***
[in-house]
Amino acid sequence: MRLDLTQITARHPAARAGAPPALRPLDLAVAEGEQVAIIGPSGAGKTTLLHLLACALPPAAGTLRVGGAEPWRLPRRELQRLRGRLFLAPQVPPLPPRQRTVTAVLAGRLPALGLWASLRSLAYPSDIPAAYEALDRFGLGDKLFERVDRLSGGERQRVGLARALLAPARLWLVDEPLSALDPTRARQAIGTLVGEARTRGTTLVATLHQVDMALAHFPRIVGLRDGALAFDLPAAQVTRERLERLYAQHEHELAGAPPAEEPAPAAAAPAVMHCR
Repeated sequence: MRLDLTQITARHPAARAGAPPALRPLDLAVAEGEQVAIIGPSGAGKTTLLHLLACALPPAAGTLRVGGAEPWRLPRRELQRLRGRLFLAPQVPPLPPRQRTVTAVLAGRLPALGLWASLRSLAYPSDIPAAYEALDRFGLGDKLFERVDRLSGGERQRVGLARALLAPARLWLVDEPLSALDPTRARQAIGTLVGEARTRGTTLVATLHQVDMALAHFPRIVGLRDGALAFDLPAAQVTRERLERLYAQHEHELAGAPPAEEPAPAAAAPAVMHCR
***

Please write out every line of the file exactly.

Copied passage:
[in-house]
Amino acid sequence: MRLDLTQITARHPAARAGAPPALRPLDLAVAEGEQVAIIGPSGAGKTTLLHLLACALPPAAGTLRVGGAEPWRLPRRELQRLRGRLFLAPQVPPLPPRQRTVTAVLAGRLPALGLWASLRSLAYPSDIPAAYEALDRFGLGDKLFERVDRLSGGERQRVGLARALLAPARLWLVDEPLSALDPTRARQAIGTLVGEARTRGTTLVATLHQVDMALAHFPRIVGLRDGALAFDLPAAQVTRERLERLYAQHEHELAGAPPAEEPAPAAAAPAVMHCR
Repeated sequence: MRLDLTQITARHPAARAGAPPALRPLDLAVAEGEQVAIIGPSGAGKTTLLHLLACALPPAAGTLRVGGAEPWRLPRRELQRLRGRLFLAPQVPPLPPRQRTVTAVLAGRLPALGLWASLRSLAYPSDIPAAYEALDRFGLGDKLFERVDRLSGGERQRVGLARALLAPARLWLVDEPLSALDPTRARQAIGTLVGEARTRGTTLVATLHQVDMALAHFPRIVGLRDGALAFDLPAAQVTRERLERLYAQHEHELAGAPPAEEPAPAAAAPAVMHCR